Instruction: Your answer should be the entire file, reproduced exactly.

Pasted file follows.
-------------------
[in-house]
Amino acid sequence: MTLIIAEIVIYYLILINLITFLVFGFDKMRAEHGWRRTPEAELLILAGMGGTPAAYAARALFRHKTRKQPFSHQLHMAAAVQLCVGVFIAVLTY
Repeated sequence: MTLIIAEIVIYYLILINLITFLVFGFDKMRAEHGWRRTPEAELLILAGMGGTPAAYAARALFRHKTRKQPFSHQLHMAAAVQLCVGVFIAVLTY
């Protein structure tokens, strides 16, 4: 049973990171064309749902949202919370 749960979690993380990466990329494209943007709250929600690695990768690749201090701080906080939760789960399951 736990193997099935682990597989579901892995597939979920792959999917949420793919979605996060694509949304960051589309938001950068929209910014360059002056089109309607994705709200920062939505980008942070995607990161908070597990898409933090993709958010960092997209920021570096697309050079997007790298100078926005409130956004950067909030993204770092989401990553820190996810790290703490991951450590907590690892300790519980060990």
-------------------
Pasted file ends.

[in-house]
Amino acid sequence: MTLIIAEIVIYYLILINLITFLVFGFDKMRAEHGWRRTPEAELLILAGMGGTPAAYAARALFRHKTRKQPFSHQLHMAAAVQLCVGVFIAVLTY
Repeated sequence: MTLIIAEIVIYYLILINLITFLVFGFDKMRAEHGWRRTPEAELLILAGMGGTPAAYAARALFRHKTRKQPFSHQLHMAAAVQLCVGVFIAVLTY
């Protein structure tokens, strides 16, 4: 049973990171064309749902949202919370 749960979690993380990466990329494209943007709250929600690695990768690749201090701080906080939760789960399951 736990193997099935682990597989579901892995597939979920792959999917949420793919979605996060694509949304960051589309938001950068929209910014360059002056089109309607994705709200920062939505980008942070995607990161908070597990898409933090993709958010960092997209920021570096697309050079997007790298100078926005409130956004950067909030993204770092989401990553820190996810790290703490991951450590907590690892300790519980060990």